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[xsl] RE: Test-driven XSLT development?


Subject: [xsl] RE: Test-driven XSLT development?
From: Norm Birkett <Norm.Birkett@xxxxxxxxx>
Date: Thu, 29 Mar 2012 14:22:52 +0000

> -----Original Message-----
> From: Costello, Roger L. [mailto:costello@xxxxxxxxx]
...
> I see on Amazon that there are entire books on test-driven software
> development. Is the topic of writing tests and testing code so deep
> that it requires an entire book? If I read one of those books will it
> take my software development skills to a whole new level?

As with most subjects in computer program, the answer to both your questions
is yes and no.

What is covered in books on testing and test-driven development? Inter alia,
* Categories and terminology -- helpful for all; critical for anyone who must
interact with formal test methods and testing professionals. (E.g., what do
you call a test whose purpose is to insure that a change hasn't broken
anything that was already working?)
* Quality management standards -- critical if you must adhere to them (as many
of us in finance and accounting must do, and as lots of programmers must do in
medical systems, power-management, nuclear-plant-management, defense, etc.)
* Implications of all of the above for how you organize your software
development and maintenance workflow -- ditto.
* Implications of all of the above for how you design software.

The last point is the one I find most interesting and practical (speaking as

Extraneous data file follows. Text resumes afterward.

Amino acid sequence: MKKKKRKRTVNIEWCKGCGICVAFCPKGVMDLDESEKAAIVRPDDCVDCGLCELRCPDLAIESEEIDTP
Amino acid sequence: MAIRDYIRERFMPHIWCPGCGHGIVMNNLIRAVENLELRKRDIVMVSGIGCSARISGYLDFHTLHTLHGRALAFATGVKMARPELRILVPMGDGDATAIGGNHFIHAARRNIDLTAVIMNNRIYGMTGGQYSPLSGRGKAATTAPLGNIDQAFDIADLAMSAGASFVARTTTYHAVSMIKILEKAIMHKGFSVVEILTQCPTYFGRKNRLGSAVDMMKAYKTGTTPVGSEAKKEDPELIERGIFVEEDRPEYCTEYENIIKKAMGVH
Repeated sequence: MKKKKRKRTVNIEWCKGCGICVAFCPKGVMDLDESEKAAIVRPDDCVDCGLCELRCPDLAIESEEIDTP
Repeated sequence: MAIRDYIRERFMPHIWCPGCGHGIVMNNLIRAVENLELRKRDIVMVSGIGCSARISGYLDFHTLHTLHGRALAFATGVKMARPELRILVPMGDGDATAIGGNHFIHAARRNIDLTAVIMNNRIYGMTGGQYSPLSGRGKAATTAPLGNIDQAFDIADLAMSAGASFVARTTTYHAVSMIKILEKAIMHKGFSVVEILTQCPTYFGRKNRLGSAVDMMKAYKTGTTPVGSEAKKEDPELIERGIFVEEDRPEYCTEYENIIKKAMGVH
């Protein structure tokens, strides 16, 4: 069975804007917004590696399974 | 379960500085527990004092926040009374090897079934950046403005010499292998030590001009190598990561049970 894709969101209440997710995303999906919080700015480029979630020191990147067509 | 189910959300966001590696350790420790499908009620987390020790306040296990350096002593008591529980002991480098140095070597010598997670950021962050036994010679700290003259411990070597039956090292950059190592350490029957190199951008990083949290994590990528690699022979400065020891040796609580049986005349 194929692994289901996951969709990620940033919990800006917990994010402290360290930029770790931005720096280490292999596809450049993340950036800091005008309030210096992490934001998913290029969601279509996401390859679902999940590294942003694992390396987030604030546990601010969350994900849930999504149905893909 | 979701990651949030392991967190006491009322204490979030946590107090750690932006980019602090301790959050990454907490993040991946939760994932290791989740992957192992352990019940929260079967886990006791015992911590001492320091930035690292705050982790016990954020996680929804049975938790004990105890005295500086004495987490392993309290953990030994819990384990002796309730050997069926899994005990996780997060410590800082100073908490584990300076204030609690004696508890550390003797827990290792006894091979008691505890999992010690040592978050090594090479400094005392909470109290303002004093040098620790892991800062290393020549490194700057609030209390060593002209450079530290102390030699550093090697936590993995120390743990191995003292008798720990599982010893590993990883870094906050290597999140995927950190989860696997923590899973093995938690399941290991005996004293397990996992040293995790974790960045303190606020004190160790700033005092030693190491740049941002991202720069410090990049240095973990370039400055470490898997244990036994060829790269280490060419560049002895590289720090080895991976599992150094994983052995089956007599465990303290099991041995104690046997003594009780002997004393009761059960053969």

someone who has to design a fair bit of software annually). Some interfaces
are easy to test, others much harder. For example, in a financial system, you
often need to be able to calculate "accrued interest" on trades (which is the
amount of interest that has accrued on a particular bond, for example, up to a
particular date). If you only have an accrued interest interface that requires
a bond identifier and date, then testing (esp. regression testing--see above)
will be a bear, because now you need to have a bond database hooked up to your
test environment (to look up bond details), and, more tricky still, you need
to make sure that your regression test script includes bond-date combinations
that cover all the code paths (very nasty to maintain). But if you expose a
lower-layer interface that takes some sort of cashflow structure
representation, abstracted from the bond representation, plus a date, now you
can design your test cases more directly in terms of the relevant
considerations ("odd-period end date landing on as-of date," etc. ad
nauseam).

How much of all of that will be relevant to XSL scripts? Depends on what
they're being used for, but my barely-informed sense is that their penetration
into the kinds of problem domains where this stuff is critical is pretty
minimal, outside of some financial systems' messaging interfaces. But that's
just a wild guess.

Norm


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